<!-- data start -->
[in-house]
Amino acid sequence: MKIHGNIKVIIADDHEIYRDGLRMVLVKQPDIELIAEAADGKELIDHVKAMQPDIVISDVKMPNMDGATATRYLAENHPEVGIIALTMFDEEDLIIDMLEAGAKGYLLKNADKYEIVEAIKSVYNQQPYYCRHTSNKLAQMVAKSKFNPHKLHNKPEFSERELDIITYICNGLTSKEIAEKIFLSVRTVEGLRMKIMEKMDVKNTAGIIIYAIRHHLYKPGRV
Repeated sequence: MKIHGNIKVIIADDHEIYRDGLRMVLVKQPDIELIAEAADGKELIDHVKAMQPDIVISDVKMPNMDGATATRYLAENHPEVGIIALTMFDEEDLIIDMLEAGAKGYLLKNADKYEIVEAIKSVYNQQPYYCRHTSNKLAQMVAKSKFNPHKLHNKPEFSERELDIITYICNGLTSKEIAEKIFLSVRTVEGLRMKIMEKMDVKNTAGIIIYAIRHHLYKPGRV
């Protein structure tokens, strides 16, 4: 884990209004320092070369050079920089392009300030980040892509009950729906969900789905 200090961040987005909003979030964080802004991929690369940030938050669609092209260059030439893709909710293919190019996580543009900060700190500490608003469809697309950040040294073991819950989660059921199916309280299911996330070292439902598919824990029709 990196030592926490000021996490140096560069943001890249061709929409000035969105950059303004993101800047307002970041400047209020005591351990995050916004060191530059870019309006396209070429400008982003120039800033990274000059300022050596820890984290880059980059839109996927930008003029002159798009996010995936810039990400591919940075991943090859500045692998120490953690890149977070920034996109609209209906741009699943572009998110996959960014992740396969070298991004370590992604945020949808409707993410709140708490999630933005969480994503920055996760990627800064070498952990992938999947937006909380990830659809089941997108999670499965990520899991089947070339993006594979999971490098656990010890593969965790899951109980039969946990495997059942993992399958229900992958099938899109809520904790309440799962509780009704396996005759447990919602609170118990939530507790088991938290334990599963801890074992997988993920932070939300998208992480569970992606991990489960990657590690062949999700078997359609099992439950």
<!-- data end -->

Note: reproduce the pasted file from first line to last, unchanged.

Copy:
[in-house]
Amino acid sequence: MKIHGNIKVIIADDHEIYRDGLRMVLVKQPDIELIAEAADGKELIDHVKAMQPDIVISDVKMPNMDGATATRYLAENHPEVGIIALTMFDEEDLIIDMLEAGAKGYLLKNADKYEIVEAIKSVYNQQPYYCRHTSNKLAQMVAKSKFNPHKLHNKPEFSERELDIITYICNGLTSKEIAEKIFLSVRTVEGLRMKIMEKMDVKNTAGIIIYAIRHHLYKPGRV
Repeated sequence: MKIHGNIKVIIADDHEIYRDGLRMVLVKQPDIELIAEAADGKELIDHVKAMQPDIVISDVKMPNMDGATATRYLAENHPEVGIIALTMFDEEDLIIDMLEAGAKGYLLKNADKYEIVEAIKSVYNQQPYYCRHTSNKLAQMVAKSKFNPHKLHNKPEFSERELDIITYICNGLTSKEIAEKIFLSVRTVEGLRMKIMEKMDVKNTAGIIIYAIRHHLYKPGRV
């Protein structure tokens, strides 16, 4: 884990209004320092070369050079920089392009300030980040892509009950729906969900789905 200090961040987005909003979030964080802004991929690369940030938050669609092209260059030439893709909710293919190019996580543009900060700190500490608003469809697309950040040294073991819950989660059921199916309280299911996330070292439902598919824990029709 990196030592926490000021996490140096560069943001890249061709929409000035969105950059303004993101800047307002970041400047209020005591351990995050916004060191530059870019309006396209070429400008982003120039800033990274000059300022050596820890984290880059980059839109996927930008003029002159798009996010995936810039990400591919940075991943090859500045692998120490953690890149977070920034996109609209209906741009699943572009998110996959960014992740396969070298991004370590992604945020949808409707993410709140708490999630933005969480994503920055996760990627800064070498952990992938999947937006909380990830659809089941997108999670499965990520899991089947070339993006594979999971490098656990010890593969965790899951109980039969946990495997059942993992399958229900992958099938899109809520904790309440799962509780009704396996005759447990919602609170118990939530507790088991938290334990599963801890074992997988993920932070939300998208992480569970992606991990489960990657590690062949999700078997359609099992439950």